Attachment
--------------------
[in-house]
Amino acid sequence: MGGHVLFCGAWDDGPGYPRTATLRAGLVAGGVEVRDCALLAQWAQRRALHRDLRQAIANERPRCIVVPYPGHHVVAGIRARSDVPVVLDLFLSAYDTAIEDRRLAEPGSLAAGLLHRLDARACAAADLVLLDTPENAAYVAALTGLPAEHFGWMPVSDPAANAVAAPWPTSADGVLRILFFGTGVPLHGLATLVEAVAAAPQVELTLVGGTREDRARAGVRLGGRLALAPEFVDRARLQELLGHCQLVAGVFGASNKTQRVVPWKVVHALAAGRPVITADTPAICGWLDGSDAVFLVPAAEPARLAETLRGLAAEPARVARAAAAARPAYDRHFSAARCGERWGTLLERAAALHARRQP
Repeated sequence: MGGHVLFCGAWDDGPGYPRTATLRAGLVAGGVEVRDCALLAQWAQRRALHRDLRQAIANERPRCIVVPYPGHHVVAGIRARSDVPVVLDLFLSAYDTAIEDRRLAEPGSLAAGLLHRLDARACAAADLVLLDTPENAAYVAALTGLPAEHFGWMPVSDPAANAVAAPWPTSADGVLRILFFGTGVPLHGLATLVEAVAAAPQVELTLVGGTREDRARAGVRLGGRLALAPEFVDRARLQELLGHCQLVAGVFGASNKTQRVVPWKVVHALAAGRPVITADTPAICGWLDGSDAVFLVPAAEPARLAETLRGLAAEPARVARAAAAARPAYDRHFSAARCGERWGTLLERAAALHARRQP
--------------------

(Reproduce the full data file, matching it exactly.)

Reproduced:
[in-house]
Amino acid sequence: MGGHVLFCGAWDDGPGYPRTATLRAGLVAGGVEVRDCALLAQWAQRRALHRDLRQAIANERPRCIVVPYPGHHVVAGIRARSDVPVVLDLFLSAYDTAIEDRRLAEPGSLAAGLLHRLDARACAAADLVLLDTPENAAYVAALTGLPAEHFGWMPVSDPAANAVAAPWPTSADGVLRILFFGTGVPLHGLATLVEAVAAAPQVELTLVGGTREDRARAGVRLGGRLALAPEFVDRARLQELLGHCQLVAGVFGASNKTQRVVPWKVVHALAAGRPVITADTPAICGWLDGSDAVFLVPAAEPARLAETLRGLAAEPARVARAAAAARPAYDRHFSAARCGERWGTLLERAAALHARRQP
Repeated sequence: MGGHVLFCGAWDDGPGYPRTATLRAGLVAGGVEVRDCALLAQWAQRRALHRDLRQAIANERPRCIVVPYPGHHVVAGIRARSDVPVVLDLFLSAYDTAIEDRRLAEPGSLAAGLLHRLDARACAAADLVLLDTPENAAYVAALTGLPAEHFGWMPVSDPAANAVAAPWPTSADGVLRILFFGTGVPLHGLATLVEAVAAAPQVELTLVGGTREDRARAGVRLGGRLALAPEFVDRARLQELLGHCQLVAGVFGASNKTQRVVPWKVVHALAAGRPVITADTPAICGWLDGSDAVFLVPAAEPARLAETLRGLAAEPARVARAAAAARPAYDRHFSAARCGERWGTLLERAAALHARRQP